It's been said—a lot—that a book's cover is one of the most important marketing tools. A good quality cover will intrigue readers to pick up a book and read the blurb (or in the case of an ebook, click through to the blurb).
Despite this wisdom, many covers bend and even break the rule of strategic packaging. Over the years there have been some awful, jaw-dropping covers in all genres. Sometimes this means a sharp disconnect between a cover and the story. In other words, a cover isn't always the best indication of how entertaining a story actually is.
I was reminded of this phenomenon while reading BuzzFeed's 13 Fantasy Novels That Are Good Despite Their Covers. As a big fan of science fiction romance, I've seen my share of less-than-stellar covers for stories that are more entertaining than the packaging would suggest. I worry some readers might pass over a fun read because the cover isn't up to snuff.
Therefore, I thought I'd do a similar roundup of SFR books that, for me, are entertaining despite their covers. (Art, of course, is subjective, so your mileage may vary.)
The most technically flawed cover I've ever seen for a story mixing SF and romance was the original cover for Elizabeth Lang's The Empire (SF military space opera with a light romantic subplot). The cover design for that book made me question what I truly want in SFR covers. Is it better to accurately represent the story, even if the end result is of questionable quality? Or is a simple approach more effective when one doesn’t have the resources of a mainstream print publisher?
I read the story to discover if, in fact, the technically flawed cover represented an equally flawed story. Then I blogged about my conclusion, which was that the cover did not do the story justice. The author saw my post and obtained the publisher's permission to revamp the cover—to great success.
Baen, the publisher for Catherine Asaro's Sunrise Alley, is known for its engaging SF/F stories. But for its covers, not so much. Sunrise Alley features a romance between a scientist and a biomech hero and involves some of my favorite SF tropes. Yet this is a book I almost put back on the library shelf upon seeing the cover for the first time. But I read it anyway because I enjoy SFR so much.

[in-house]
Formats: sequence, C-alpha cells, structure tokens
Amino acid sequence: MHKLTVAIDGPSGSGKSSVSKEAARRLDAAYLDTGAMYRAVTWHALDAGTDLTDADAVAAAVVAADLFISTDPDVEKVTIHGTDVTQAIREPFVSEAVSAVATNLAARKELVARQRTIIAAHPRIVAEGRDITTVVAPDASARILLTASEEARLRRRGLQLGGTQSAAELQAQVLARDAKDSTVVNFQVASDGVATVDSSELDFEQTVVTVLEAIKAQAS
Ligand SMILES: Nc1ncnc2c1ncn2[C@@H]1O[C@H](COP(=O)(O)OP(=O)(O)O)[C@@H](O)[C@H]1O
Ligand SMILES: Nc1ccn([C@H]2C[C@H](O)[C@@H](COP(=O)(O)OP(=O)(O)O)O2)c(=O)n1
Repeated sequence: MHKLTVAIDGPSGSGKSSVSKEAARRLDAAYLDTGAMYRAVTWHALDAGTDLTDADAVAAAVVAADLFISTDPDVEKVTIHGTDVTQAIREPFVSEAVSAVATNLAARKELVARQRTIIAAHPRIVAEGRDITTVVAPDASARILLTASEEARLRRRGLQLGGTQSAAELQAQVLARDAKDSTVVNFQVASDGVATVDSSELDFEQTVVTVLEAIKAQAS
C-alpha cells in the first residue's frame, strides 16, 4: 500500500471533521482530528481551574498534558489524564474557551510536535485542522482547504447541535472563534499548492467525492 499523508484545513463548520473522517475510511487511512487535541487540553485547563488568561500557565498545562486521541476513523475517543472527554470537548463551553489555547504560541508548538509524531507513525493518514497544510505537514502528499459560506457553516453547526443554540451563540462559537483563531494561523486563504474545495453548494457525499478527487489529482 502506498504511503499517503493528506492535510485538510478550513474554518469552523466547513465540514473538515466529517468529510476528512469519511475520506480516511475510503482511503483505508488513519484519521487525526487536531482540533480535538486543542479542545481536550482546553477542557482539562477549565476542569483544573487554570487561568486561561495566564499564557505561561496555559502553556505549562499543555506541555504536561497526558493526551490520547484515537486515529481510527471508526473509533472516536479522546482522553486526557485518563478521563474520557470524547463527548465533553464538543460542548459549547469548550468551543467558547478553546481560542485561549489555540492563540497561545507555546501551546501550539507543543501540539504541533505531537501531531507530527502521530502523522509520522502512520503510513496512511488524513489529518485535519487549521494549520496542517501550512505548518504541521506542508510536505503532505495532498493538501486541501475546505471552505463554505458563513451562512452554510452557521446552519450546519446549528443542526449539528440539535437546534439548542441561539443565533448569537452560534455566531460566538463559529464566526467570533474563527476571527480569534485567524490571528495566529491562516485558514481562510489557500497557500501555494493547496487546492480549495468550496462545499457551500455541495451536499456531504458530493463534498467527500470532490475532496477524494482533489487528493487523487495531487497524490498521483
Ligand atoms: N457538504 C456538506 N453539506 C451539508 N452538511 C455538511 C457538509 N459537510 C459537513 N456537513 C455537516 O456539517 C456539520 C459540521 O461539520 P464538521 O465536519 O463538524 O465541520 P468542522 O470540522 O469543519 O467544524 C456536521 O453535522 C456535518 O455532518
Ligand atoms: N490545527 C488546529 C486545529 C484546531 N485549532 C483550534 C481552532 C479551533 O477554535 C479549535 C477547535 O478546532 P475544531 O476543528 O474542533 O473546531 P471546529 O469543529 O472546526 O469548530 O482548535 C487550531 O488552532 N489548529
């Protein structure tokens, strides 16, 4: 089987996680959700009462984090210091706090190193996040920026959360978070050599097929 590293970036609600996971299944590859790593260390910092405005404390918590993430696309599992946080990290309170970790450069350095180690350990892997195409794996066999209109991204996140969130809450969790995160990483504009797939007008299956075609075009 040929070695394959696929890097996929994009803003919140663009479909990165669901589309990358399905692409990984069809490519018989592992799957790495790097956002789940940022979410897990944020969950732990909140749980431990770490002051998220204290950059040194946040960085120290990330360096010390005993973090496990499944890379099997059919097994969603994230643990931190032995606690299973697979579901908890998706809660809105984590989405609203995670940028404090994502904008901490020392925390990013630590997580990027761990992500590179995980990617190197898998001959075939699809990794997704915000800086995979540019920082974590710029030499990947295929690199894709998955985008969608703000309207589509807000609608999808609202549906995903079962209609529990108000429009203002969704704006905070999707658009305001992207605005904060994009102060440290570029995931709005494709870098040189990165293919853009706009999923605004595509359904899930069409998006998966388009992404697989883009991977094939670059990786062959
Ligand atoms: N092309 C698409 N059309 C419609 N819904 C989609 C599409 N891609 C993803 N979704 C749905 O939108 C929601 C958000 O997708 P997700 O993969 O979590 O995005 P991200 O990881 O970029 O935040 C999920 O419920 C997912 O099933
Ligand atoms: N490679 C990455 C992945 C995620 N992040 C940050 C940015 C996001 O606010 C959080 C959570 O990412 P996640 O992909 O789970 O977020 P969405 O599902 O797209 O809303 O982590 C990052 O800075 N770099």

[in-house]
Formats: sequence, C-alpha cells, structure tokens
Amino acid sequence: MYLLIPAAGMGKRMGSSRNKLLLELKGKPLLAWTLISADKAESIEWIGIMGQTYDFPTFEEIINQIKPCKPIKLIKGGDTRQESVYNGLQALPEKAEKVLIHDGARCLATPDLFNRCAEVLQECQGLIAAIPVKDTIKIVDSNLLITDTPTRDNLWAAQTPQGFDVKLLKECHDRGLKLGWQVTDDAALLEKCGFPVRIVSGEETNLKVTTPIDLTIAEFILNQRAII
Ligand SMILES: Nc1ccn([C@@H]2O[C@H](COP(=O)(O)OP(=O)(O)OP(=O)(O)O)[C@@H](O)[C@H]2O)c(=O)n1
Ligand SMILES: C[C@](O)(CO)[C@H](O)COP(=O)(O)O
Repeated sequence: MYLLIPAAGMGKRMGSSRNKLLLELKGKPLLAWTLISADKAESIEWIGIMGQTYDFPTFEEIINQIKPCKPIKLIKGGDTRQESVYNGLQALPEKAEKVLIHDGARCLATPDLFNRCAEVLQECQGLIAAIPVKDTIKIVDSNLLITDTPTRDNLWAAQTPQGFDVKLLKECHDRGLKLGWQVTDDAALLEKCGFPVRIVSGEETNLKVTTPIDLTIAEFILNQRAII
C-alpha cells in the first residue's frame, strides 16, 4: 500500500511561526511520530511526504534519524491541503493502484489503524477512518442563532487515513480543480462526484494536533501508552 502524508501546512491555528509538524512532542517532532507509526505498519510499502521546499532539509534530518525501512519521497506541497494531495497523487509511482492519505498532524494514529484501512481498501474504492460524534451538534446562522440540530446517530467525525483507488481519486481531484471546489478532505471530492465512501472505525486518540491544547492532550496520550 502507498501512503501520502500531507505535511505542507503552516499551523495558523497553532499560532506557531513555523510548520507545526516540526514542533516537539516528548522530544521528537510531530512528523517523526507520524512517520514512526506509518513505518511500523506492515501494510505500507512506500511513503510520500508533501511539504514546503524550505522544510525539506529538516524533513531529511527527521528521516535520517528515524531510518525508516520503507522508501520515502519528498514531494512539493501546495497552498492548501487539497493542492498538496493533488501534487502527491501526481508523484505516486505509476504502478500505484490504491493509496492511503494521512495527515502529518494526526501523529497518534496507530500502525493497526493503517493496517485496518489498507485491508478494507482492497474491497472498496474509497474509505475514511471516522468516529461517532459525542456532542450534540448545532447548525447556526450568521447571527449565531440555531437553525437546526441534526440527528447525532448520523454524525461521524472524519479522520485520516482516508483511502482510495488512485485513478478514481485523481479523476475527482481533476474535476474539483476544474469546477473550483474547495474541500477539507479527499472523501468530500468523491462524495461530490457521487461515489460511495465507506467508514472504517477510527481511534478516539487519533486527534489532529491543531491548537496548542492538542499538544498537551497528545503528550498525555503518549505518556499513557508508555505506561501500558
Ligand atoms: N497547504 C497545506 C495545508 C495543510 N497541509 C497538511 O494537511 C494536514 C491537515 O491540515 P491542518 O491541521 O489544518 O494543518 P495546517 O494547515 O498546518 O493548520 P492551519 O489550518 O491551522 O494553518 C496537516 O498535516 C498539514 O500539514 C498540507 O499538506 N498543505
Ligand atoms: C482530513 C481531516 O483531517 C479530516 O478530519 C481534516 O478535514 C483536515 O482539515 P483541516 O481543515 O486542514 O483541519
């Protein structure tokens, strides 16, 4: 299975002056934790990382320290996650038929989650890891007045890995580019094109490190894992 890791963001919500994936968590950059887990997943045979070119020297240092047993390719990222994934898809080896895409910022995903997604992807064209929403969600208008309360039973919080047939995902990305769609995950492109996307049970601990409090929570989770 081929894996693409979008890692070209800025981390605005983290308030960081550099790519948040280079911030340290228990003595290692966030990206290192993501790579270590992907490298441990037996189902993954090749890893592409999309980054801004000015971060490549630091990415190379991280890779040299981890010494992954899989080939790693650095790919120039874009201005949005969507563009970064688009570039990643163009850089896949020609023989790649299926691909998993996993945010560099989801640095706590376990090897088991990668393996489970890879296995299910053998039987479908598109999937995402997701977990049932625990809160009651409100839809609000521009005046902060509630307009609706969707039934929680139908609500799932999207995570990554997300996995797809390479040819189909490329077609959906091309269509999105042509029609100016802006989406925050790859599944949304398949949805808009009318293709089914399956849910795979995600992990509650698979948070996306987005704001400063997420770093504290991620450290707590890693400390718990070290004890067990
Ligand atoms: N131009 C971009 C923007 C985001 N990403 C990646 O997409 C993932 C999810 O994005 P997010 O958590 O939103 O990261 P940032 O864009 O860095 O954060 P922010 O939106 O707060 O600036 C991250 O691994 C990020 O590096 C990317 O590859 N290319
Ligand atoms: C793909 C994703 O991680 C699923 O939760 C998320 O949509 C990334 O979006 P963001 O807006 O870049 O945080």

Sunrise Alley is chock full of plausible hard SF elements, a tender romance, and thought-provoking themes. The cover accurately conveys the story and even symbolizes certain elements very well (e.g., the looming face in the background).
But the art—oh dear, it just makes me shudder. Something about it doesn't compute. Plus, the hero and heroine look like they could be brother and sister, which is not an impression one wants to convey for a story involving a romance. But the story is definitely worth reading.
Take a look at the cover for Nathalie Gray's Agent Provocateur. This is one of the best high octane sci-fi romances around. It features a terrific, sexually charged fight scene between the hero and heroine. But you'd never know it from the cover. I can't stop wondering if the cover model is deeply in love with his nipple. Plus, his arm appears to have been bizarrely rotated. Luckily, the story itself delivers more interesting action than what the cover promises.
From a technical standpoint, the cover for Marcella Burnard's Enemy Within is competent. I can't fault details like the color scheme and setting details (even though they don't quite represent the space opera setting). But the woman—the heroine—is so artificial and Barbie-doll like that I sigh every time I see this cover. The heroine's appeal is so not dependent on her looks or her ability to strike unnatural poses. Enemy Within's sexually exploitive cover is at odds with the dark and thematically rich elements in the story.
Nico Rosso's Night of Fire features a stiff cover model with a bland expression. Color me underwhelmed. The man's spaced-out expression and static pose represents a severe disconnect with this action-packed steampunk romance story. Night of Fire involves a Ranger hero and his mechanical horse, a tough sheriff heroine, shoot-outs, and a nefarious villain. The cover promises a fantasy hero—although a seemingly disinterested one at that—but the story offers much more than sexy times.
The cover for Melisse Aires's Refugees on Urloon is like an optical illusion. I went cross-eyed the first time I saw it. I just couldn't figure out what was going on and it makes for an unfocused cover viewing experience. What, exactly, is the heroine kissing? Regardless of the cover confusion, Refugees On Urloon is a fun read about a hero and heroine who are physically transformed in a unique way after a space disaster. The cover may be a puzzle, but the story knows exactly how to deliver a “hearth and home” sci-fi romance.
Christine Danse's Island of Icarus definitely conveys the m/m nature of the romance as well as a hint of steampunk, but these two men have got to be the most smushed couple I've ever encountered on a romance cover. Something about the proportion is off. It doesn't seem like the head of the man in the foreground matches the body. Disembodied, perhaps?
Is this the worst cover ever? Unlikely, but I hope readers can look past its quirks to find the subtle and gentle romance of two men marooned on a remote island, one of whom has a prosthetic arm!
Now I'd like to hear about your cover encounters. Which books have you read that are good despite their covers?
Heather Massey is a lifelong fan of science fiction romance. She searches for sci-fi romance adventures aboard her blog, The Galaxy Express. She’s also an author in the subgenre. To learn more about her published work, visit heathermassey.com.